A couple of days after Army’s loss to Navy, the defeat still stings.
It should, Army’s coach Jeff Monken said during his Monday press conference.
“When you are a competitor, for most competitors that really care, it’s not going to go away in 24 hours,” Monken said. “It’s not going to go away for a while. That’s OK. It tells me they care. If they came in and they were laughing and joking and it didn’t bother them, I would be worried. But, it bothers our guys. It bothers me.”
That’s what rivalry games do. They bring out emotions long after the final whistle.
“I’m mad and dejected,” Monken said. “You have to feel that way. It’s the biggest game of the year and biggest rivalry. We want to beat them more than we want to beat anybody. They do too. They’ve been on that side of it and this year, we’re on that side of it. That’s what a rivalry is. Sometimes, you win and sometimes you lose.
“If you never win, it’s not a rivalry. If you never lose, it’s not a rivalry. I’d like to never lose and beat them every single time. It’s always been a close game and it’s always been a dogfight.”
Monken said he didn’t, “know why we made some of the mistakes that we made,” which led to zero points in the second half and Army’s defense not getting off the field in a timely manner.
“We didn’t see anything defensively (from Navy) that we weren’t anticipating or practiced against,” Monken said. “Yet, we busted assignments, blocked the wrong guy, took poor angle, played poorly fundamentally, bad pad level, didn’t play aggressively enough and get on the attack. I don’t know why.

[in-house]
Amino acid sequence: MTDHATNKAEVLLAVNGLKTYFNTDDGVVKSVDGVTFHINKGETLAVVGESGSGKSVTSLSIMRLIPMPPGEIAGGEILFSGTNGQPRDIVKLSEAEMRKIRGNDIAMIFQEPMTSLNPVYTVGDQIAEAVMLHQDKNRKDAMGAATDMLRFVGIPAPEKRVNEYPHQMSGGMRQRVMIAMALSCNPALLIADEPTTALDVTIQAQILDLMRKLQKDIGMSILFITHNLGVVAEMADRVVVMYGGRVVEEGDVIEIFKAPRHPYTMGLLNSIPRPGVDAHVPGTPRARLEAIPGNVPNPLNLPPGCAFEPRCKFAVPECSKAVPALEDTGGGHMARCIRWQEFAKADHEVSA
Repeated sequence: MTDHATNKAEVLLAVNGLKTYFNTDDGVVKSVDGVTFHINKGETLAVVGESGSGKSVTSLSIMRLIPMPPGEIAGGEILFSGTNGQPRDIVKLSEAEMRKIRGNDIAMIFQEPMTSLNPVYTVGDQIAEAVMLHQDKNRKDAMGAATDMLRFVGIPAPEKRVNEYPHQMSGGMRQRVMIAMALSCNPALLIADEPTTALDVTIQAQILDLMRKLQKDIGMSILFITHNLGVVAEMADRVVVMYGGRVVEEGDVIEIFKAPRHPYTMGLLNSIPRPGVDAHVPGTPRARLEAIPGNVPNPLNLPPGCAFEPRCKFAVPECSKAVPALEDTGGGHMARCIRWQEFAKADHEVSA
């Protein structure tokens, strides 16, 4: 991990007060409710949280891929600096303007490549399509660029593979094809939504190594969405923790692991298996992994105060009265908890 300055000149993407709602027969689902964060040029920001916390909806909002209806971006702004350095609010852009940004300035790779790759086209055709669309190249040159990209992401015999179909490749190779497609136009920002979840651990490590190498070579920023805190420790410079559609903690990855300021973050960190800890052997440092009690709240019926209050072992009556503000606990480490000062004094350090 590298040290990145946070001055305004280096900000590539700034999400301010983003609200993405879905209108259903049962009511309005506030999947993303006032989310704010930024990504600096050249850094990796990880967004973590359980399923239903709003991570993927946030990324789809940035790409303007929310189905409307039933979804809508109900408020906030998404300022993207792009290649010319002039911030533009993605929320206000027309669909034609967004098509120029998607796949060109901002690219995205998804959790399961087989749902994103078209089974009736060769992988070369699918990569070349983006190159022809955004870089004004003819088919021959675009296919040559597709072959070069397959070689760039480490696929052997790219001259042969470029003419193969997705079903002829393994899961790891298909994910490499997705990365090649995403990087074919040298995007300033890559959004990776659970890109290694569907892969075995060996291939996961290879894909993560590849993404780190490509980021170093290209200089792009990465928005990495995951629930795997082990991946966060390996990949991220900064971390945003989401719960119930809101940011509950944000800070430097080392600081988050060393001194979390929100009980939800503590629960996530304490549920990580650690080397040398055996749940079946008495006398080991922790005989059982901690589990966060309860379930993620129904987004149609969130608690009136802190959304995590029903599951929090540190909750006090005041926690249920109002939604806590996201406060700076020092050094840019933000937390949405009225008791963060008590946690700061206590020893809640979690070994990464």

“It’s disappointing. To the credit of the other team, they did. They played hard and they beat blocks and that’s the name of the game. We didn’t sustain blocks and they beat the blocks and that’s why it was hard to get anything at all.”
Army watched and reviewed the Navy film Sunday, splitting into offense and defense groups and then, special teams.
“It’s not like it doesn’t matter,” Monken said. “We don’t just throw it in the trash and say, ‘Well, that one doesn’t matter anymore. It does. We can learn from it and it should motivate us to want to play better.”
Teams can get better after a loss, learning from their mistakes. Army’s hoping that’s the case against Missouri in the Armed Forces Bowl Dec. 23.
Monken and Army want to send their seniors out on a better note than Saturday.